Liquid-State Physical Chemistry: Fundamentals, Modeling, and Applications (2013)
3. Basic Energetics: Intermolecular Interactions
All bonding and molecular interaction characteristics are determined by quantum mechanics. In liquids, we deal mainly with intermolecular forces and these may be described to quite some extent via classical considerations. In this chapter, we describe the long-range electrostatic intermolecular interactions using the multipole expansion. To that we add the induction and the dispersion interactions. In this approach, short-range repulsion, due to orbital overlap, is usually treated in an empirical way. We end with a brief discussion of some often-used model potentials, together with a few remarks on hydrogen bonding and three-body interactions and the virial theorem. For further details, reference should be made to the books in the section “Further Reading” of this chapter, which have been used freely.
In principle, molecules and their interactions should be described by the Schrödinger equation. As this formidable problem cannot be solved exactly we use approximate methods, and in this chapter we describe some of them for intermolecular interactions. From the Born–Oppenheimer approximation (see Section 2.4) we know that an (effective) potential energy E(r) for the motion of the nuclei with coordinates r exists. In fact, this is the potential energy employed in all of the discussions on intermolecular interactions. To emphasize the fact that E(r) acts as a potential energy, from now on, we label it as Φ(r).
Experiments together with quantum mechanics have made clear that all interaction potentials between molecules have a shape, as presented in Figure 3.1, which shows for short distances a strong repulsive part and for longer distances an attractive part of which the magnitude depends heavily on the type of bonding. We need thus to explain the origin of the attractive part and of the repulsive part.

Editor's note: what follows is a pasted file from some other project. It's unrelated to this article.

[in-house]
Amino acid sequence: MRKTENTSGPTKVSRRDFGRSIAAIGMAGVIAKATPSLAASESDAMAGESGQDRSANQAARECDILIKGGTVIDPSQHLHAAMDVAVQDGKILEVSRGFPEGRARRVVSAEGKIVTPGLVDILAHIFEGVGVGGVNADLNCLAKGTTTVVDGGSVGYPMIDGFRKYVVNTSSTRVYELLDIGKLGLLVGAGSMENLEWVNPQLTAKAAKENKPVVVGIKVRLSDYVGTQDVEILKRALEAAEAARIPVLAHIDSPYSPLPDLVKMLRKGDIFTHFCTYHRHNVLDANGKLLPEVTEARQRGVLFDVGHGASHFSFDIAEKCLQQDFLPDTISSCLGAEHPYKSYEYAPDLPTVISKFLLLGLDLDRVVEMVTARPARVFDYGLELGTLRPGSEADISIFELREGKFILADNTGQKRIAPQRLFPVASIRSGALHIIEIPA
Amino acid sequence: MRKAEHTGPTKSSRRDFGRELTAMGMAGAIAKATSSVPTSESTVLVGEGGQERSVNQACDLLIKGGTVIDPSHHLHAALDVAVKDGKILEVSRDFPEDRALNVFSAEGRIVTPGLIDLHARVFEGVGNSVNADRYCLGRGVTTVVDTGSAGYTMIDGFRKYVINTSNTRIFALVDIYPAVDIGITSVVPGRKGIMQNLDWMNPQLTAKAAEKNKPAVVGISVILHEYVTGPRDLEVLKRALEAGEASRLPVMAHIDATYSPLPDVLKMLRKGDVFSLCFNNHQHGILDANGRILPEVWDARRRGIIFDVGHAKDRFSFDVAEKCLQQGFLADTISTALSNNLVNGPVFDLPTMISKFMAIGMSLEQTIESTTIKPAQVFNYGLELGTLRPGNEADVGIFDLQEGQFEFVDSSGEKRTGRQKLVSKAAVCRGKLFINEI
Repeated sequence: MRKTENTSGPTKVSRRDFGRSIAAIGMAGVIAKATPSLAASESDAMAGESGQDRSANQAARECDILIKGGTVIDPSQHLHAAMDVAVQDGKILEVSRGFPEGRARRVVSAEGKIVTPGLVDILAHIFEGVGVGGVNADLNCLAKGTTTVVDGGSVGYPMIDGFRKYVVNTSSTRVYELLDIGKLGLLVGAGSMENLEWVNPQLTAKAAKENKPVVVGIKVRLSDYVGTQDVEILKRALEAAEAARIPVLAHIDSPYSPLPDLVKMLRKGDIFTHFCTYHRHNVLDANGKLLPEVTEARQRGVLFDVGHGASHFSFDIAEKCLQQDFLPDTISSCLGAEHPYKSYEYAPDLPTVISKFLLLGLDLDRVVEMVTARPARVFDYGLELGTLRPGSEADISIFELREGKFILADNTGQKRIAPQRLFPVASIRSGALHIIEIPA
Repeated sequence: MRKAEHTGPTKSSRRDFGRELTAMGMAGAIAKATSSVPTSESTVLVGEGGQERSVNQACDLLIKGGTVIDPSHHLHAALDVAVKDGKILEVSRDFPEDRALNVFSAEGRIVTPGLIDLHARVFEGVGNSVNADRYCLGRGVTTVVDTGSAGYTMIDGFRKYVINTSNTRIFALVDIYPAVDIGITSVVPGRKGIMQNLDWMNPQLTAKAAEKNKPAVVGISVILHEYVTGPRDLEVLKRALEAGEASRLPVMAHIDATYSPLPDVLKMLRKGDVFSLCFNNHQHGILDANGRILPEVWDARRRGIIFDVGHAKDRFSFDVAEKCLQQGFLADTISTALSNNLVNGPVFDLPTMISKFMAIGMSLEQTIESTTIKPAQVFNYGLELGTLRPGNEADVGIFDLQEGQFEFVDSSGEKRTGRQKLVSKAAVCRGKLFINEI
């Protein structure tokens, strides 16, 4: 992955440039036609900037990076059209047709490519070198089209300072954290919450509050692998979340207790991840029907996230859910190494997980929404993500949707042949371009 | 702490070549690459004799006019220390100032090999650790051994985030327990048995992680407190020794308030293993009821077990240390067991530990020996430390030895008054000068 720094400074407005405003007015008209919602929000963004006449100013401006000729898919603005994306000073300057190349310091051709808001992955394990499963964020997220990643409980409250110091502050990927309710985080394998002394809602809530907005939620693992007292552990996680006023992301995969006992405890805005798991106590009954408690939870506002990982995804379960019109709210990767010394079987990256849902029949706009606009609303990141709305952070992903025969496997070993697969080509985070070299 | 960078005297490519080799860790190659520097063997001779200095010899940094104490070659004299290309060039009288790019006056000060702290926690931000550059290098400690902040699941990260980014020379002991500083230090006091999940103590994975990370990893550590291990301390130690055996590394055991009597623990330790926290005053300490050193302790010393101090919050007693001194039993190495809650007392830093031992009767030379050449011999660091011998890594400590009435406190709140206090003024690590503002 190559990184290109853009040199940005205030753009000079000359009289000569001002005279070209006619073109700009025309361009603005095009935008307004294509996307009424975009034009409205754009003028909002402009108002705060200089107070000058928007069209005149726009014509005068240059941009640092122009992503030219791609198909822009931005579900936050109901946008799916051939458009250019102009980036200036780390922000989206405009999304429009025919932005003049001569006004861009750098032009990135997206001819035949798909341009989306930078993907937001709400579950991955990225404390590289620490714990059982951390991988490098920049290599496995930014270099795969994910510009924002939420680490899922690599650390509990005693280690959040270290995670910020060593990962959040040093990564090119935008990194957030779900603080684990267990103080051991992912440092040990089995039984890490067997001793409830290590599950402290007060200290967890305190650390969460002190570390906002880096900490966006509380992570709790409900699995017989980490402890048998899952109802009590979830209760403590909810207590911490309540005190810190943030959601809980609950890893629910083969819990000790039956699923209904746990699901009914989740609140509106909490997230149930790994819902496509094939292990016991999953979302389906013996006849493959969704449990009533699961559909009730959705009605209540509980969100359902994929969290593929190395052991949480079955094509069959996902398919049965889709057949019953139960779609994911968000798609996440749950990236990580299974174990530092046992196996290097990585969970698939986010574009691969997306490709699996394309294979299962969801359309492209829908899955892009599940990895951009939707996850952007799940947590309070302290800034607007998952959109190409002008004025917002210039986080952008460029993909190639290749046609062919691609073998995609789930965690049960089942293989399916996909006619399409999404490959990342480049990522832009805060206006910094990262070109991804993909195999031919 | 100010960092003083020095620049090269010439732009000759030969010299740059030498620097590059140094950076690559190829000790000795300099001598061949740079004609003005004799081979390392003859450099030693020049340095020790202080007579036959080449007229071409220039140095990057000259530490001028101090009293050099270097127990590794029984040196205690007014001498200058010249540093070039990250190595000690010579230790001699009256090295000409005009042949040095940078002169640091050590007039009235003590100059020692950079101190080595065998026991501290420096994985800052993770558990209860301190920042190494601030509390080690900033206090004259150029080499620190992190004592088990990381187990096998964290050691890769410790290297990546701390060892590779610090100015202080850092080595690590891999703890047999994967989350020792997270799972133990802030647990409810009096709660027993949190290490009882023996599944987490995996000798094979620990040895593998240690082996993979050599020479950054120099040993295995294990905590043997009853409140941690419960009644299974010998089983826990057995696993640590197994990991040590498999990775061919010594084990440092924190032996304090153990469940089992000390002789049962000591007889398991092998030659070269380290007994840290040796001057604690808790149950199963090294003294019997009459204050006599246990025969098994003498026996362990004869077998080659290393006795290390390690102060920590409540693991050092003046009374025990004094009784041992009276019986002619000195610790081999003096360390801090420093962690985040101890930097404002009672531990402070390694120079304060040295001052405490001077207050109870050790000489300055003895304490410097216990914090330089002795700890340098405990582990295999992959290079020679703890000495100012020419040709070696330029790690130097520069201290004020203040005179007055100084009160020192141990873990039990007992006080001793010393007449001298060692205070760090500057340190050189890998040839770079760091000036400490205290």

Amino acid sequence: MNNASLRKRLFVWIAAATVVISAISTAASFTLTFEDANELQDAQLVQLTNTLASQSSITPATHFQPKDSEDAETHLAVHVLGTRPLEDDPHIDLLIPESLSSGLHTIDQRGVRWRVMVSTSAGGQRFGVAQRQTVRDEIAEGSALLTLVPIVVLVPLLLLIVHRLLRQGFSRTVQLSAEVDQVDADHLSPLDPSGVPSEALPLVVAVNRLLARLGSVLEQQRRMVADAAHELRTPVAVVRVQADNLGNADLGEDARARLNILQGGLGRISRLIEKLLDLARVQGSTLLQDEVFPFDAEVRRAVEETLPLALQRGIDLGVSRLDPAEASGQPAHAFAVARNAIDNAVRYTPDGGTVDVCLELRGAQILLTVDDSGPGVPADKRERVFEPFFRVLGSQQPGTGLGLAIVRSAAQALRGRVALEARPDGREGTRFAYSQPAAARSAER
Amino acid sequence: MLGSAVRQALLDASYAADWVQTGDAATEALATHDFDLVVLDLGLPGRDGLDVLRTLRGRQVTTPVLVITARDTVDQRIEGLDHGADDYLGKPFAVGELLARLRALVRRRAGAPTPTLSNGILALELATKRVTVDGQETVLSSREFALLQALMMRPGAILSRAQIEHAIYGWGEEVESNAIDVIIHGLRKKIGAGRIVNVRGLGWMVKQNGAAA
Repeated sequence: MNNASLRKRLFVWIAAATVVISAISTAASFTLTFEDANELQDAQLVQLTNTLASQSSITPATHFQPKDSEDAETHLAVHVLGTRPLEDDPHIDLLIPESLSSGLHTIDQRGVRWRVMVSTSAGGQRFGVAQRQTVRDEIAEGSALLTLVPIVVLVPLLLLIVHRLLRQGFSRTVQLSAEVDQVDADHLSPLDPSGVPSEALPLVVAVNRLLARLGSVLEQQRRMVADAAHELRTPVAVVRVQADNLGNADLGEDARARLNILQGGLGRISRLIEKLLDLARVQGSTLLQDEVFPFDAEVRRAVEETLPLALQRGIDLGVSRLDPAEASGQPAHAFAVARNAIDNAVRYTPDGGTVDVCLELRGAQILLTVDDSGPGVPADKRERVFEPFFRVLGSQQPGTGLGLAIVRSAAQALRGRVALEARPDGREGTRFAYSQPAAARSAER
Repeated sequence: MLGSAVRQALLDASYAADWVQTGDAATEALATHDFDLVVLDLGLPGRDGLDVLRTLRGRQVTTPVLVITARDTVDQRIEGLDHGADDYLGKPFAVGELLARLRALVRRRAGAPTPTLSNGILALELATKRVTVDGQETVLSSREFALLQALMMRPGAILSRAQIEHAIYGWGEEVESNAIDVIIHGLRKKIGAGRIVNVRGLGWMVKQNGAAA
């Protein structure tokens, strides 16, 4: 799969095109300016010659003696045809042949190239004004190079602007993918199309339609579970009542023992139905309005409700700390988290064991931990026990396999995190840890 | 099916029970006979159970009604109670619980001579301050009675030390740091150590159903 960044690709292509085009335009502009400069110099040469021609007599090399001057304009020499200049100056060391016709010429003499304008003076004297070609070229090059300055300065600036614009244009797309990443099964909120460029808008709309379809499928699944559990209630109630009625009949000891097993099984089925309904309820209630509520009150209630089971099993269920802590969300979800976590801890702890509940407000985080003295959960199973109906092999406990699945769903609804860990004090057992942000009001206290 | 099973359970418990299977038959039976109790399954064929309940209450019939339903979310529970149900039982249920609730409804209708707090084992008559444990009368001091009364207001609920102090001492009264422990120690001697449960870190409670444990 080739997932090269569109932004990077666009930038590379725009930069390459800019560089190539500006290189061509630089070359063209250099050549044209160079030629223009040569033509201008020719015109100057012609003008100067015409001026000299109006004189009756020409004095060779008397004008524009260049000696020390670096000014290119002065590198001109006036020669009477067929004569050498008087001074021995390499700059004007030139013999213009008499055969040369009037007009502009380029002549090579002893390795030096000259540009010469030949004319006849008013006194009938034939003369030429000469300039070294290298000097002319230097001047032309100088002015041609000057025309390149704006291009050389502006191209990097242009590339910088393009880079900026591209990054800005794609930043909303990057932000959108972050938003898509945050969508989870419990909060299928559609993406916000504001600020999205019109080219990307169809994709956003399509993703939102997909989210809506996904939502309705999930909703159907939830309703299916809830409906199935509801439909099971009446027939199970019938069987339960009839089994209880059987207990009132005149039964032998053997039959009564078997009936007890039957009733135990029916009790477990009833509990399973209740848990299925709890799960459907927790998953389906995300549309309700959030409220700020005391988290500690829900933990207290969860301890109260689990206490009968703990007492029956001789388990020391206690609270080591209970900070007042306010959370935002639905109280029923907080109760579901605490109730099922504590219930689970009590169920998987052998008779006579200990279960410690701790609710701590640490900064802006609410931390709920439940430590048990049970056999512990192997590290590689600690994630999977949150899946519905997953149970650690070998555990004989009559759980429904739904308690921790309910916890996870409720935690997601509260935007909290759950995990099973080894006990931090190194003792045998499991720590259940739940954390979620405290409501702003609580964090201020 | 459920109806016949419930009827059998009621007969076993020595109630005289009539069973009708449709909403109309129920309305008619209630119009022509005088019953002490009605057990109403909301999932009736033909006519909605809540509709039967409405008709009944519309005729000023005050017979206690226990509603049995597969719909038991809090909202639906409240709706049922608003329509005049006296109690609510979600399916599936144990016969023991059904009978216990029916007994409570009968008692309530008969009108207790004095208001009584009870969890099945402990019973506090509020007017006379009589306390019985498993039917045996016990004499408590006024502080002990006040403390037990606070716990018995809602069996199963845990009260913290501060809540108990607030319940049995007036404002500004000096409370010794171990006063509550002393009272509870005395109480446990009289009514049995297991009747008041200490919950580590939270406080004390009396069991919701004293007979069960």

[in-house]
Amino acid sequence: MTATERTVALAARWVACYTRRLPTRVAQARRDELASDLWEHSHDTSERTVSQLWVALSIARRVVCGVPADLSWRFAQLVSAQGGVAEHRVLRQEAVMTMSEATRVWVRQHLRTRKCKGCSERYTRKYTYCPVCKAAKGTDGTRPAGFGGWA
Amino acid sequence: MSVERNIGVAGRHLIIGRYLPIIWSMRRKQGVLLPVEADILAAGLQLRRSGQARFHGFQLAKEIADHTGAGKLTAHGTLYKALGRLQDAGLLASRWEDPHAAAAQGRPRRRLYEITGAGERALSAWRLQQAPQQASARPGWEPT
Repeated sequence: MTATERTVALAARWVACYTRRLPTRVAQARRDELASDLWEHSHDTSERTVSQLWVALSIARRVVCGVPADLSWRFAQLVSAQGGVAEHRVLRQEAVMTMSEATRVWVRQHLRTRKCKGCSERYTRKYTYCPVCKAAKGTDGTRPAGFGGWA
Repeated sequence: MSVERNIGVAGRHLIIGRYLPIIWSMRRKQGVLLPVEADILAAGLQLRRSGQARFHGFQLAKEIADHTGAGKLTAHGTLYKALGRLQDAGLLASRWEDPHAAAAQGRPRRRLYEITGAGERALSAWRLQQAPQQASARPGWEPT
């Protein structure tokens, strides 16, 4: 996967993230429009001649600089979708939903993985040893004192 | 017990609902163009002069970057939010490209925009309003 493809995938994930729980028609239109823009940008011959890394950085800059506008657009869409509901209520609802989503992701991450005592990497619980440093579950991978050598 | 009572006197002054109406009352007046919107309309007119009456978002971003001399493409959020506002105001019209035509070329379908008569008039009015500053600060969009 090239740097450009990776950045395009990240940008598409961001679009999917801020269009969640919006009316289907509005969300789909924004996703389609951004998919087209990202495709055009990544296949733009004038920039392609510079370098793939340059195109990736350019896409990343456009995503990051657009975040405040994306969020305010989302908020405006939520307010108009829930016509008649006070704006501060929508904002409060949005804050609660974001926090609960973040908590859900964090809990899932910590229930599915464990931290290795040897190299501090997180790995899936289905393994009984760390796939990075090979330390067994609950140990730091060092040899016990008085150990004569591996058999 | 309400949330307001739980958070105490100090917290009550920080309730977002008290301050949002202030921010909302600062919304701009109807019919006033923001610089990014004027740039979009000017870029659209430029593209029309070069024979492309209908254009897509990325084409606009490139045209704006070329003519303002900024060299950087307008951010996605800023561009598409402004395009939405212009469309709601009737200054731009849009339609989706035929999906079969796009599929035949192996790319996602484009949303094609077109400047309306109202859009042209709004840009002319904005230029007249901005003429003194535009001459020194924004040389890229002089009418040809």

Figure 3.1 The shape of the Mie pair potential for a diatomic molecule in units of ε and σ for n = 12 and m = 6. The equilibrium distance is r0, practically equal to for the vibrational ground state at T = 0 K. This distance increases with T due to the asymmetry of the potential and the increase in population of excited vibrational states, as indicated by and . The equilibrium energy is De, while the dissociation energy is D0 = De−½hν (vibrational state spacing exaggerated).
The balance between the long-range, attractive interactions, collectively denoted as the van der Waals interactions ΦvdW, and the short-ranged repulsion forces labeled as Φrep, determine whether a complex of molecules is stable, or not. Obviously, the total potential energy Φ is given by Φ = ΦvdW + Φrep. The equilibrium distances1) r0 are given by the solution of ∂Φ/∂r = 0, while the force constant matrix reads K = ∂2Φ/∂r∂r′|r=r0 (or Kij = ∂2Φ/∂ri∂rj|r=r0).
Before we discuss these interactions, let us spend a few words on the moments of a charge distribution. In molecular interactions the (continuum) charge distribution ρ(r) of the molecule is the relevant distribution, where r is the vector of coordinates. Both, nuclei and electrons contribute to ρ(r) and we assume that ρ(r) is given. Alternatively, the charge distribution is described by a (discrete) set of charges qi at positions ri. The zeroth moment of this distribution is a scalar and given by
It is essentially the charge2) q of the molecule. A molecule with q = 0 is called neutral. The first moment obviously becomes
It is a vector called the dipole moment3) with components μx, μy and μz. Essentially, the magnitude of the dipole moment is given by μ = |μ| = qδ, where δ is the distance between the centers of gravity of the positive and negative charges +q and −q in the molecule. The different location of these centers in the molecule renders the dipole moment a vector, leading to strong orientational forces. The ideal dipole moment is obtained by decreasing the distance δto zero, while the charge q increases in such a way that the product qδ remains μ. A molecule with μ ≠ 0 (μ = 0) is called polar (apolar). One also defines the quadrupole moment by
It is a symmetrical tensor with components Qxx, Qyy, Qzz, Qxy, Qyz, and Qzx. Higher-order moments can be defined similarly, but we will need only the charge and dipole moment. The importance of the moment expansion lies in the fact that, if a full series of moments is given, it is equivalent to the original distribution. Only the first non-zero moment is independent of the location of the origin, which is usually taken as the center of gravity of the molecule.